Tire maintenance & safety

Oil change guide

The age-old tale handed down from parent to child: Change your oil every 3,000 miles. Well, okay — you won’t find it in any cave drawings, but just about every automobile owner has heard it. However, technology has come a long way, so it’s time to take another look at oil change intervals. 

How Have Oil Changes Evolved?

Today’s synthetic oils have a lifespan of up to 15,000 miles in some vehicles, but some auto shops will still slap a sticker in your window telling you to bring your car back in 3,000 miles. While it won’t hurt your engine to do so, it’ll impact your wallet. 

Dealership service departments will often recommend a longer interval at about 5,000 miles based on a severe use maintenance schedule. However, even regular oil can give you 7,500 miles between changes with normal driving habits. 

Synthetic vs. Conventional Oil

What is synthetic oil? It turns out that the definition is fairly flexible. Without getting too technical, regular oil comes from processed crude oil while synthetic oil comes from many different materials and processes—and petroleum, which also comes from crude oil, is often one of those. The important takeaway is that synthetic oil in general performs better than regular, or conventional oil. 

Is synthetic oil better for the environment? Due to the additional processing, the net impact of making synthetic oil is about the same as for conventional oil. Still, the fact that it lasts longer definitely puts it in the green. 

How to Know When to Get an Oil Change

Your vehicle’s manual will give you a good approximation for the oil change interval as well as tell you what type of oil is best for your engine. If you don’t feel like scrounging through a cluttered glove compartment for your automobile manual, you can usually find the information online as well. Finally, many new vehicles have a feature called an oil life monitor that keeps track directly on your dashboard. 

Can You Trust the Oil Life Monitor?

Buick first developed and tested the oil life monitor (OLM) in 1984 to remind consumers about when it’s time for an oil change. It’s now found in the majority of new automobiles. The sensors keep track of the oil’s moisture, temperature, and other factors during operation to determine how hard your engine is working. According to many reports, the margin of error is about 10 percent — so, take it in a little early to be safe.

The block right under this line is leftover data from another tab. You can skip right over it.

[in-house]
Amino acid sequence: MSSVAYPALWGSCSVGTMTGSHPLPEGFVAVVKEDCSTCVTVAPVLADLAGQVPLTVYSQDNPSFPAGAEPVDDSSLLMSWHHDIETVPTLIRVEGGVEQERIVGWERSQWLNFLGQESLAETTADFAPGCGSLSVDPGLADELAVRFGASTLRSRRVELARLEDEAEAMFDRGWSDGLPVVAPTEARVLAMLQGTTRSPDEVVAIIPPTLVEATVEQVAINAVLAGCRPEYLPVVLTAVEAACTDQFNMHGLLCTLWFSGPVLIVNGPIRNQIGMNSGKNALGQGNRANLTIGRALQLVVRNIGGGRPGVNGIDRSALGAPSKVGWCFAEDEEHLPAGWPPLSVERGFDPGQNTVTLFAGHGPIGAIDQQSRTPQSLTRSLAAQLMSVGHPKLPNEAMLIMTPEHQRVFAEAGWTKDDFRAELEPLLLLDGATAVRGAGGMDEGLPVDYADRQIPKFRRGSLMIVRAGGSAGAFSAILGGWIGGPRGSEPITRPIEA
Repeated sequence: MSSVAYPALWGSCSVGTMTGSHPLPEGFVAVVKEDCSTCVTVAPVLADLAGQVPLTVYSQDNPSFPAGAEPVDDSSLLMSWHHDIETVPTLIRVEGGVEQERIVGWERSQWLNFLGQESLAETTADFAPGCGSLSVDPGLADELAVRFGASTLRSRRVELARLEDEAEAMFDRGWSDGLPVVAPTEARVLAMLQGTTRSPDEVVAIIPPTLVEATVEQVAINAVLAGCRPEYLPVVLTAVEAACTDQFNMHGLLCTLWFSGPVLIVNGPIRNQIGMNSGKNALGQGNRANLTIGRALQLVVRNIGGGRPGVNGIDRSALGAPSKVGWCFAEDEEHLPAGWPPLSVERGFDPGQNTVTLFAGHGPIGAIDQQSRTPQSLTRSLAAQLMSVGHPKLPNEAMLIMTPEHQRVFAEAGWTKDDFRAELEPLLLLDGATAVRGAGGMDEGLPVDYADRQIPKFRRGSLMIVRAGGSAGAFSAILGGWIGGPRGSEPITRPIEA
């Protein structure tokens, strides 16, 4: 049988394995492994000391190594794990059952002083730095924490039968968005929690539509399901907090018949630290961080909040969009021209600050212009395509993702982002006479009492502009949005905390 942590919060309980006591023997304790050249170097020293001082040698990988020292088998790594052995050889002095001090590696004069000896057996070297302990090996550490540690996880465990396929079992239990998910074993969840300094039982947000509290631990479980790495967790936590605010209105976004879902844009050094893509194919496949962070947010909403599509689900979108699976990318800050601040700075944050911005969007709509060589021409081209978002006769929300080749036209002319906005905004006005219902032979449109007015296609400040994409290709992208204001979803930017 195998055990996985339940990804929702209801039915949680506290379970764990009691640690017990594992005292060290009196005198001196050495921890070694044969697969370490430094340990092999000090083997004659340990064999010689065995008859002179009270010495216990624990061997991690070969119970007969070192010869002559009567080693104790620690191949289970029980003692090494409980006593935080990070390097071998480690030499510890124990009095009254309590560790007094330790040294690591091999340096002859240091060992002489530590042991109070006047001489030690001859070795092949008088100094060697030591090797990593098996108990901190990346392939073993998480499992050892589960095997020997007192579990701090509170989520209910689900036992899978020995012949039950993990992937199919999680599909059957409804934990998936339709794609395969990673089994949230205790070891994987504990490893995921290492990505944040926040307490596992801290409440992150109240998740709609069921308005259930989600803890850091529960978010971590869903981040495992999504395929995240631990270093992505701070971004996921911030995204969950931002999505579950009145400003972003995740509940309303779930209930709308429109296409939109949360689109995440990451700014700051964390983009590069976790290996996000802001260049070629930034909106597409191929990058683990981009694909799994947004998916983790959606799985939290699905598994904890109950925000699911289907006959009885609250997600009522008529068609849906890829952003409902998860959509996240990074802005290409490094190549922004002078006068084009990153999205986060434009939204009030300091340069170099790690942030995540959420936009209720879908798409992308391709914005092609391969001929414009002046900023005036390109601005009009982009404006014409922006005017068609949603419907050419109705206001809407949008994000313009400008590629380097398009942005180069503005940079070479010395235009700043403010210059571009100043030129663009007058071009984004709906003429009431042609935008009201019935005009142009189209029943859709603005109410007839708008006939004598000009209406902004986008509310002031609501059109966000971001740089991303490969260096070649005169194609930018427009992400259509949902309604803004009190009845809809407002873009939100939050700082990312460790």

Some proponents of more frequent oil changes than the OLM predicts point to the lower cost of the extra oil versus that of a new engine. Others argue that the cumulative effect on the environment from waste oil is too big to ignore. Plus, they claim, the automakers have plenty of incentive to ensure that their OLMs are as accurate as possible — just imagine the cost of the warranty replacements of those engines otherwise. 

How Does Oil Waste Affect Me?

California has taken the lead in compiling statistics on waste oil. The state found that around 40 percent of oil doesn’t get recycled. That statistic is in keeping with the U.S. EPA’s report that improper oil disposal amounts to 200 million gallons each year. That oil can turn up in the soil, potentially affecting agriculture, and in the water sources that become our drinking water. 

How to Keep Track of Oil Changes

Instead of going by what’s written on a window cling, you could think about how much you typically drive per week and then divide the 5,000 or 7,500 miles by that figure to find out approximately when your next oil change should be. Then, simply set a reminder in your phone’s calendar app. Of course, try to keep your eye on the actual number on the odometer since a few weekend road trips could push up that date. 

If you don’t drive much and don’t want to get bogged down in logistics, you can just do your oil change at the same time as your tire rotation — every six months. Just remember to recycle the used oil and oil filter!

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